For a contemporary audience, the masks of comedy and tragedy are so readily interchangeable in Handel's opera that who wears which - and when - is probably the key factor in staging them. David McVicar's contentious but brave and ultimately satisfying reading of Agrippina at the English National Opera plays a dangerous game.
From a rudely colloquial English translation by Amanda Holden (the f-word much in evidence), he and designer John Macfarlane have recast this Dynasty-like tale of power-play and sexual shenanigans among the amoral ruling classes of the Roman Empire as a latter-day sleaze-fest.
There are archetypes here we recognise. We shall know them by their shoulder pads. Duplicity is sung to many tunes, bathos rubs shoulders with pathos. It's a precipitous balance; but then this is a precipitous score, one of Handel's most daring and dazzling. And doesn't McVicar just know it.
A front cloth depicting the mythical Romulus and his twin brother Remus suckling on the she-wolf greets us. As it rises we discover another she-wolf, Agrippina, wife of the Roman emperor Claudio, lounging nonchalantly on an unlabelled tomb. There are other characters and other tombs. It's as though they are all waiting for immortality.
Amid a series of huge black marble pillars is set a precipitous golden staircase leading to an empty throne. Claudio is thought dead. Agrippina's plan is for her malleable, coke-sniffing son Nero to take his place. He's envisaged as a leather-clad airhead whom you wouldn't trust with a guitar, let alone an empire. And he's played with terrific abandon by an unrecognisable Christine Rice.
His mother, the riveting Sarah Connolly, is used to getting exactly what she wants and is not averse to crushing her rivals by turning up in the same designer frock. Early on in the proceedings she does this to Poppea. You get the picture.
I have to say that there were times during the first half of this show where McVicar's borderline vulgarity sat uneasily with any notion of opera seria. He all but crossed the line into all-out parody. But that's the point. It's a precarious balancing act.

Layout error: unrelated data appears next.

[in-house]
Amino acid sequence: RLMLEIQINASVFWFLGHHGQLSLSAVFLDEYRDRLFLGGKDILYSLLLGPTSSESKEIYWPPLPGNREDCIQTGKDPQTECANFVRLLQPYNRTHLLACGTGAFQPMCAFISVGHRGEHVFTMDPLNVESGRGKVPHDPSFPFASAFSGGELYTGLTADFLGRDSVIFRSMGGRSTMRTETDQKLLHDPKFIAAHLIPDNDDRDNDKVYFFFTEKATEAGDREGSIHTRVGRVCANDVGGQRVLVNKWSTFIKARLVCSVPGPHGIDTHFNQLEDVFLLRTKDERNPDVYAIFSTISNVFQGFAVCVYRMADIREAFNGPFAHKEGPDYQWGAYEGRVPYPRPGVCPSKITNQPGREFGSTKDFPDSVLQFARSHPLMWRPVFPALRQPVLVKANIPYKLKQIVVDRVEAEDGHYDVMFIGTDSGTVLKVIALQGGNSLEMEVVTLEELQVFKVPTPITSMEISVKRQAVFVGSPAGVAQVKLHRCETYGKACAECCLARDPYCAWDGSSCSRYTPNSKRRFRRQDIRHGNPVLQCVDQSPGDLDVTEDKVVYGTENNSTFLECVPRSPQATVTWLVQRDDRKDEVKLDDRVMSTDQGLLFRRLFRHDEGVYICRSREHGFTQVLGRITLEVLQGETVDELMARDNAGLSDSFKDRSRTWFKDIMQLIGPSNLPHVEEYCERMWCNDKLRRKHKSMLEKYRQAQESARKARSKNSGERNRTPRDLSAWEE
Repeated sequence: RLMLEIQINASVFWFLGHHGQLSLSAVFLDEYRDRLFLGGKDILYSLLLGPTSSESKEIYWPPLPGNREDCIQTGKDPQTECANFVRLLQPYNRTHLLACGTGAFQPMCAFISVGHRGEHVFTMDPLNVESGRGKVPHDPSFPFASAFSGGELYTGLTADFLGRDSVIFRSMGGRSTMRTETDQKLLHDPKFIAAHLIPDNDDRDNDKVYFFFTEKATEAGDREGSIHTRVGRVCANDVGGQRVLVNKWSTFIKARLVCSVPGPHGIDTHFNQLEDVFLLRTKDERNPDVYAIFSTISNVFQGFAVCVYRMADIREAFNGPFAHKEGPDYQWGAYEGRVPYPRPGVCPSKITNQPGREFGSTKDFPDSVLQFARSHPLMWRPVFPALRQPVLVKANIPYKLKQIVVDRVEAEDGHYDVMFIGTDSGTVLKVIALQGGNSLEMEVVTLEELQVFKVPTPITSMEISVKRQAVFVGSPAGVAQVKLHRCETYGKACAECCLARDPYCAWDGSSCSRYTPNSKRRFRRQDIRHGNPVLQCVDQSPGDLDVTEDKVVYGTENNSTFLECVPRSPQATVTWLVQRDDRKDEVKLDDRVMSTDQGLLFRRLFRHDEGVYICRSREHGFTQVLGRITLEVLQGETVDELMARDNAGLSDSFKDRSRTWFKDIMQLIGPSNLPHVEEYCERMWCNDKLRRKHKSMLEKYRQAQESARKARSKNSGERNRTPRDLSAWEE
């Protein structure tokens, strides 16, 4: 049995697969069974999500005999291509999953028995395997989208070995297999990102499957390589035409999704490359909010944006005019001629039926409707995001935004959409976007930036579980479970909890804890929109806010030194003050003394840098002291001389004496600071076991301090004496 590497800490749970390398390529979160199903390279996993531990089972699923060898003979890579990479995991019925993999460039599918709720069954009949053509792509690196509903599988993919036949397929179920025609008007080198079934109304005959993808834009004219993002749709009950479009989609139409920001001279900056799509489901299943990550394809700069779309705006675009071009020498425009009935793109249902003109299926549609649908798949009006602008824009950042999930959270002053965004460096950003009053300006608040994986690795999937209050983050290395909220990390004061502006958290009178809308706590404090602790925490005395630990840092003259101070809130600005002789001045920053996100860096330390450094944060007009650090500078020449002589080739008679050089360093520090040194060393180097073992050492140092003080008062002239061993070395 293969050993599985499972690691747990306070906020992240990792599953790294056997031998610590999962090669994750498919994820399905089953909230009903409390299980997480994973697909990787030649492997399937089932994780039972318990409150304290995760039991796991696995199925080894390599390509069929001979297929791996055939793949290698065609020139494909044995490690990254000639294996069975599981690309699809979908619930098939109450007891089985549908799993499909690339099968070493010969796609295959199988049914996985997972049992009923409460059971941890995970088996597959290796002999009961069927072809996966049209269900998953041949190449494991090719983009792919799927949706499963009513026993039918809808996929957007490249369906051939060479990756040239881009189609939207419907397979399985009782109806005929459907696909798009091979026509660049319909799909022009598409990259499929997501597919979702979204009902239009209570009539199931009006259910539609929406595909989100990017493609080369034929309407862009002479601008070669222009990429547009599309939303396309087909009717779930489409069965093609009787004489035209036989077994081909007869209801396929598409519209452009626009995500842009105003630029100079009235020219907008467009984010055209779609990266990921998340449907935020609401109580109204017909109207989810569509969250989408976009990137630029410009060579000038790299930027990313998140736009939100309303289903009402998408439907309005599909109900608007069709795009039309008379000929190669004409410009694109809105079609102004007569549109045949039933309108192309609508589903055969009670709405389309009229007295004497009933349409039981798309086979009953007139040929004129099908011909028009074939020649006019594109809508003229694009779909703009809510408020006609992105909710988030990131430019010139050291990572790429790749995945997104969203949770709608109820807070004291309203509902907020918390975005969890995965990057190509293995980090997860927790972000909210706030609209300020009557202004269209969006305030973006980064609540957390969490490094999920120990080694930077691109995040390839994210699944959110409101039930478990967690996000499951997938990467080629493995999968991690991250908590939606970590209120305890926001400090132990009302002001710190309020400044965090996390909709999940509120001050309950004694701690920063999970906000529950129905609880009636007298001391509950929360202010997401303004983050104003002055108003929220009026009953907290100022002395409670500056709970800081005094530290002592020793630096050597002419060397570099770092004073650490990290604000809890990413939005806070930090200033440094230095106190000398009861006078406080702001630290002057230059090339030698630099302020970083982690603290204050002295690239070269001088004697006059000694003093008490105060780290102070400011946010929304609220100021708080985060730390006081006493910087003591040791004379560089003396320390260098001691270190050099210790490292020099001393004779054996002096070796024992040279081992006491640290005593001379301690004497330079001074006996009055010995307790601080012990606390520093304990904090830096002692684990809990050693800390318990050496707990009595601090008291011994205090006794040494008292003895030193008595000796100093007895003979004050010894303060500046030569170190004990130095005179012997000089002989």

McVicar always listens to the music and, with the boldest projection of the score's jocularity and vitality coming from the pit (Daniel Reuss and the ENO orchestra on incisive form), there was a choreographic relish about the proceedings that made the farcical plotting seem less of a stretch and the sudden descents into genuine pathos all the more startling.
To plunge from the maniacally comedic scene of Poppea on a bender in some smart drinking club - replete with resident chain-smoking harpsichordist - into Agrippina's great "destiny" scena was almost foolhardily bold. But Handel's range is extraordinary and McVicar embraces it.
That scena is typical of Handel's unprecedented daring in this score. Barely accompanied, its harmonic starkness reaches into the blackness of an uncertain future. Connolly's fearful concentration, vocally and physically, was in brilliant contrast to the lightly worn, wily coloratura of her earlier scheming.
Then there was Lucy Crowe's vampish Poppea, her fabulously uninhibited vocals refusing to draw any distinction between pleasure and pain. And will I ever again be able to hear Nero's vengeance aria without picturing Rice, her head rearing up in a cloud of cocaine to rip like a spitfire into the vocal histrionics? Hers is a conspicuously special voice at the service of a special talent.
So the women in McVicar's Dynasty ruled - don't they always. Reno Troilus worked hard to steal some limelight as the lovelorn Otho but his bantamweight countertenor, though useful, was hardly charismatic. Brindley Sherratt (Claudio) was. But then he's a bass and basses this good command authority.
In they end they all return to their tombs, now duly engraved with their names. Flowers are brought. The front cloth descends - but on it, the she-wolf is dead. Another Dynasty is dust. McVicar has made his case.
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